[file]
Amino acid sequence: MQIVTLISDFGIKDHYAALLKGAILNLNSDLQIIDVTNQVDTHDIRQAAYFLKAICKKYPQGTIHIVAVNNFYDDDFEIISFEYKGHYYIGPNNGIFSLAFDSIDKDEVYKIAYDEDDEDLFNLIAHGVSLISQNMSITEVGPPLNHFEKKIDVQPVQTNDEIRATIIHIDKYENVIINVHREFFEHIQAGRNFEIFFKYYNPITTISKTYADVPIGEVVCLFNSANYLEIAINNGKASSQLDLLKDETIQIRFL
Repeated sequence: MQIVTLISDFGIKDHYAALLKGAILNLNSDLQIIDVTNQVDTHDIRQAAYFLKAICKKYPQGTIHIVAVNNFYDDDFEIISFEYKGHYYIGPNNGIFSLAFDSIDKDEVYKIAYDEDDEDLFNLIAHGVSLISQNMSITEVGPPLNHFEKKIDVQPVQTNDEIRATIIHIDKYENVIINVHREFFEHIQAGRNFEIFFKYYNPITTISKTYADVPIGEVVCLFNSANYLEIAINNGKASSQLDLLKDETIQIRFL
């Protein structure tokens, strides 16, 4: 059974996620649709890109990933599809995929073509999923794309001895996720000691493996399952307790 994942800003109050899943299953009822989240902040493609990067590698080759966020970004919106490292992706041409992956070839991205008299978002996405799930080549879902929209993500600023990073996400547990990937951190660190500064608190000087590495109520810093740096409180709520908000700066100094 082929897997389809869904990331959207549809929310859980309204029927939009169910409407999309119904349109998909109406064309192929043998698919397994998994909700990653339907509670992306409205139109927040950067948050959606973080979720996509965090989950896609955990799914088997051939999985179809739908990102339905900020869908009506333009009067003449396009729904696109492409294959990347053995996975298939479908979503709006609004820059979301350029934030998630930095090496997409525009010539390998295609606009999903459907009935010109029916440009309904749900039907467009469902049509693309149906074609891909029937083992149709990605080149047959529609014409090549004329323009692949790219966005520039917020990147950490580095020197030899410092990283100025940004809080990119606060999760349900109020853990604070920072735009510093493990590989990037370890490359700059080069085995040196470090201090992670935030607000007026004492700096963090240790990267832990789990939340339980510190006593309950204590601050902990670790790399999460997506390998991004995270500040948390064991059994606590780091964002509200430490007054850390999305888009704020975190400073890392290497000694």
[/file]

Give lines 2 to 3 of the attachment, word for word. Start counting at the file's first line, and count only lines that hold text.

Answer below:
Repeated sequence: MQIVTLISDFGIKDHYAALLKGAILNLNSDLQIIDVTNQVDTHDIRQAAYFLKAICKKYPQGTIHIVAVNNFYDDDFEIISFEYKGHYYIGPNNGIFSLAFDSIDKDEVYKIAYDEDDEDLFNLIAHGVSLISQNMSITEVGPPLNHFEKKIDVQPVQTNDEIRATIIHIDKYENVIINVHREFFEHIQAGRNFEIFFKYYNPITTISKTYADVPIGEVVCLFNSANYLEIAINNGKASSQLDLLKDETIQIRFL
């Protein structure tokens, strides 16, 4: 059974996620649709890109990933599809995929073509999923794309001895996720000691493996399952307790 994942800003109050899943299953009822989240902040493609990067590698080759966020970004919106490292992706041409992956070839991205008299978002996405799930080549879902929209993500600023990073996400547990990937951190660190500064608190000087590495109520810093740096409180709520908000700066100094 082929897997389809869904990331959207549809929310859980309204029927939009169910409407999309119904349109998909109406064309192929043998698919397994998994909700990653339907509670992306409205139109927040950067948050959606973080979720996509965090989950896609955990799914088997051939999985179809739908990102339905900020869908009506333009009067003449396009729904696109492409294959990347053995996975298939479908979503709006609004820059979301350029934030998630930095090496997409525009010539390998295609606009999903459907009935010109029916440009309904749900039907467009469902049509693309149906074609891909029937083992149709990605080149047959529609014409090549004329323009692949790219966005520039917020990147950490580095020197030899410092990283100025940004809080990119606060999760349900109020853990604070920072735009510093493990590989990037370890490359700059080069085995040196470090201090992670935030607000007026004492700096963090240790990267832990789990939340339980510190006593309950204590601050902990670790790399999460997506390998991004995270500040948390064991059994606590780091964002509200430490007054850390999305888009704020975190400073890392290497000694």